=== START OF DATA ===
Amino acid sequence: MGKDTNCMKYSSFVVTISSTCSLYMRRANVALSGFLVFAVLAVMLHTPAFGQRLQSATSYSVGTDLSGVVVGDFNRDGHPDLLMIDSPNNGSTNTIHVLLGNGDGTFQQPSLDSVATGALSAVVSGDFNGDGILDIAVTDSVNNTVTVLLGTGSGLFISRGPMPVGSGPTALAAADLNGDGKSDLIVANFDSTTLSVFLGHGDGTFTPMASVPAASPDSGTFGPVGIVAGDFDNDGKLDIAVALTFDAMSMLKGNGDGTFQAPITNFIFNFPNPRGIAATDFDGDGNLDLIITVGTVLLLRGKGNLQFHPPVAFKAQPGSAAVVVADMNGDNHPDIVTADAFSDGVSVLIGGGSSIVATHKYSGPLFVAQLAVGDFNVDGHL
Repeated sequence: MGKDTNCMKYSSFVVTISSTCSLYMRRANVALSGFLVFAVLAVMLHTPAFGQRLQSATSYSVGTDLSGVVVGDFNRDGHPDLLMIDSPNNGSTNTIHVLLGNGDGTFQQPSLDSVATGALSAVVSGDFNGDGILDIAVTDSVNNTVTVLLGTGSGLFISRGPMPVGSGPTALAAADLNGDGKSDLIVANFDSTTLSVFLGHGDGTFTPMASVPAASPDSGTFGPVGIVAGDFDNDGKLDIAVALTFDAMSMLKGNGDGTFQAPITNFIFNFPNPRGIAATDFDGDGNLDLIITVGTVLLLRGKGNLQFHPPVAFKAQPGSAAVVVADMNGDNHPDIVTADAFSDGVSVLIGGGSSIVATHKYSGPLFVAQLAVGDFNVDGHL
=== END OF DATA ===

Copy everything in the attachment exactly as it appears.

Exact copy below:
Amino acid sequence: MGKDTNCMKYSSFVVTISSTCSLYMRRANVALSGFLVFAVLAVMLHTPAFGQRLQSATSYSVGTDLSGVVVGDFNRDGHPDLLMIDSPNNGSTNTIHVLLGNGDGTFQQPSLDSVATGALSAVVSGDFNGDGILDIAVTDSVNNTVTVLLGTGSGLFISRGPMPVGSGPTALAAADLNGDGKSDLIVANFDSTTLSVFLGHGDGTFTPMASVPAASPDSGTFGPVGIVAGDFDNDGKLDIAVALTFDAMSMLKGNGDGTFQAPITNFIFNFPNPRGIAATDFDGDGNLDLIITVGTVLLLRGKGNLQFHPPVAFKAQPGSAAVVVADMNGDNHPDIVTADAFSDGVSVLIGGGSSIVATHKYSGPLFVAQLAVGDFNVDGHL
Repeated sequence: MGKDTNCMKYSSFVVTISSTCSLYMRRANVALSGFLVFAVLAVMLHTPAFGQRLQSATSYSVGTDLSGVVVGDFNRDGHPDLLMIDSPNNGSTNTIHVLLGNGDGTFQQPSLDSVATGALSAVVSGDFNGDGILDIAVTDSVNNTVTVLLGTGSGLFISRGPMPVGSGPTALAAADLNGDGKSDLIVANFDSTTLSVFLGHGDGTFTPMASVPAASPDSGTFGPVGIVAGDFDNDGKLDIAVALTFDAMSMLKGNGDGTFQAPITNFIFNFPNPRGIAATDFDGDGNLDLIITVGTVLLLRGKGNLQFHPPVAFKAQPGSAAVVVADMNGDNHPDIVTADAFSDGVSVLIGGGSSIVATHKYSGPLFVAQLAVGDFNVDGHL